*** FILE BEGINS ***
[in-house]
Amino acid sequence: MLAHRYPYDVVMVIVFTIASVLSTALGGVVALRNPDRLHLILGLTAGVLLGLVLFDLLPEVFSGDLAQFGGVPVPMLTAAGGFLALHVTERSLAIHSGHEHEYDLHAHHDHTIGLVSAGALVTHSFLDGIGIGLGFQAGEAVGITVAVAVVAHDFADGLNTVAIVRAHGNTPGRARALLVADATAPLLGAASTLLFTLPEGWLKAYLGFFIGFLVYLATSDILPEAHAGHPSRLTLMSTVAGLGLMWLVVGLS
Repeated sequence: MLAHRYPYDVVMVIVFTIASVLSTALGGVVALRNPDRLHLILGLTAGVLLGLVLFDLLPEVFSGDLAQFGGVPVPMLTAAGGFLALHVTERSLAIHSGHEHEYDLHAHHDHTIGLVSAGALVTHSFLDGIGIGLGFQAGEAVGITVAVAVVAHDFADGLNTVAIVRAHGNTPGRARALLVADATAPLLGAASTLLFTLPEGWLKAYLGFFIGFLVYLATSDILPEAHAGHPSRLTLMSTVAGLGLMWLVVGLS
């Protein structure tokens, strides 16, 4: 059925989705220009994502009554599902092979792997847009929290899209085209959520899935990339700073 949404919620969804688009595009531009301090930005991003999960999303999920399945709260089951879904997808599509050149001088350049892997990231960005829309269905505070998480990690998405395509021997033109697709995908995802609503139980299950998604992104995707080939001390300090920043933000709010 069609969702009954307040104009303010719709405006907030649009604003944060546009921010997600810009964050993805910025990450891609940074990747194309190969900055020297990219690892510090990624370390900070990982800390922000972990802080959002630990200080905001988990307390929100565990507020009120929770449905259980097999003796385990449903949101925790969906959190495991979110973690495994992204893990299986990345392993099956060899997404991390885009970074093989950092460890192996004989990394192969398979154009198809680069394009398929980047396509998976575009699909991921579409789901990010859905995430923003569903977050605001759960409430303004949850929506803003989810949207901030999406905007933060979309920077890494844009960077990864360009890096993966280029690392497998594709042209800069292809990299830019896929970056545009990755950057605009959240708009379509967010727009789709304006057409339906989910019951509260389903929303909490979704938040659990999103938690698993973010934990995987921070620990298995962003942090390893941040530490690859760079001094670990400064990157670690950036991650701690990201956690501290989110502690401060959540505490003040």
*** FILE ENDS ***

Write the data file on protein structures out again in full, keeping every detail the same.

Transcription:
[in-house]
Amino acid sequence: MLAHRYPYDVVMVIVFTIASVLSTALGGVVALRNPDRLHLILGLTAGVLLGLVLFDLLPEVFSGDLAQFGGVPVPMLTAAGGFLALHVTERSLAIHSGHEHEYDLHAHHDHTIGLVSAGALVTHSFLDGIGIGLGFQAGEAVGITVAVAVVAHDFADGLNTVAIVRAHGNTPGRARALLVADATAPLLGAASTLLFTLPEGWLKAYLGFFIGFLVYLATSDILPEAHAGHPSRLTLMSTVAGLGLMWLVVGLS
Repeated sequence: MLAHRYPYDVVMVIVFTIASVLSTALGGVVALRNPDRLHLILGLTAGVLLGLVLFDLLPEVFSGDLAQFGGVPVPMLTAAGGFLALHVTERSLAIHSGHEHEYDLHAHHDHTIGLVSAGALVTHSFLDGIGIGLGFQAGEAVGITVAVAVVAHDFADGLNTVAIVRAHGNTPGRARALLVADATAPLLGAASTLLFTLPEGWLKAYLGFFIGFLVYLATSDILPEAHAGHPSRLTLMSTVAGLGLMWLVVGLS
């Protein structure tokens, strides 16, 4: 059925989705220009994502009554599902092979792997847009929290899209085209959520899935990339700073 949404919620969804688009595009531009301090930005991003999960999303999920399945709260089951879904997808599509050149001088350049892997990231960005829309269905505070998480990690998405395509021997033109697709995908995802609503139980299950998604992104995707080939001390300090920043933000709010 069609969702009954307040104009303010719709405006907030649009604003944060546009921010997600810009964050993805910025990450891609940074990747194309190969900055020297990219690892510090990624370390900070990982800390922000972990802080959002630990200080905001988990307390929100565990507020009120929770449905259980097999003796385990449903949101925790969906959190495991979110973690495994992204893990299986990345392993099956060899997404991390885009970074093989950092460890192996004989990394192969398979154009198809680069394009398929980047396509998976575009699909991921579409789901990010859905995430923003569903977050605001759960409430303004949850929506803003989810949207901030999406905007933060979309920077890494844009960077990864360009890096993966280029690392497998594709042209800069292809990299830019896929970056545009990755950057605009959240708009379509967010727009789709304006057409339906989910019951509260389903929303909490979704938040659990999103938690698993973010934990995987921070620990298995962003942090390893941040530490690859760079001094670990400064990157670690950036991650701690990201956690501290989110502690401060959540505490003040």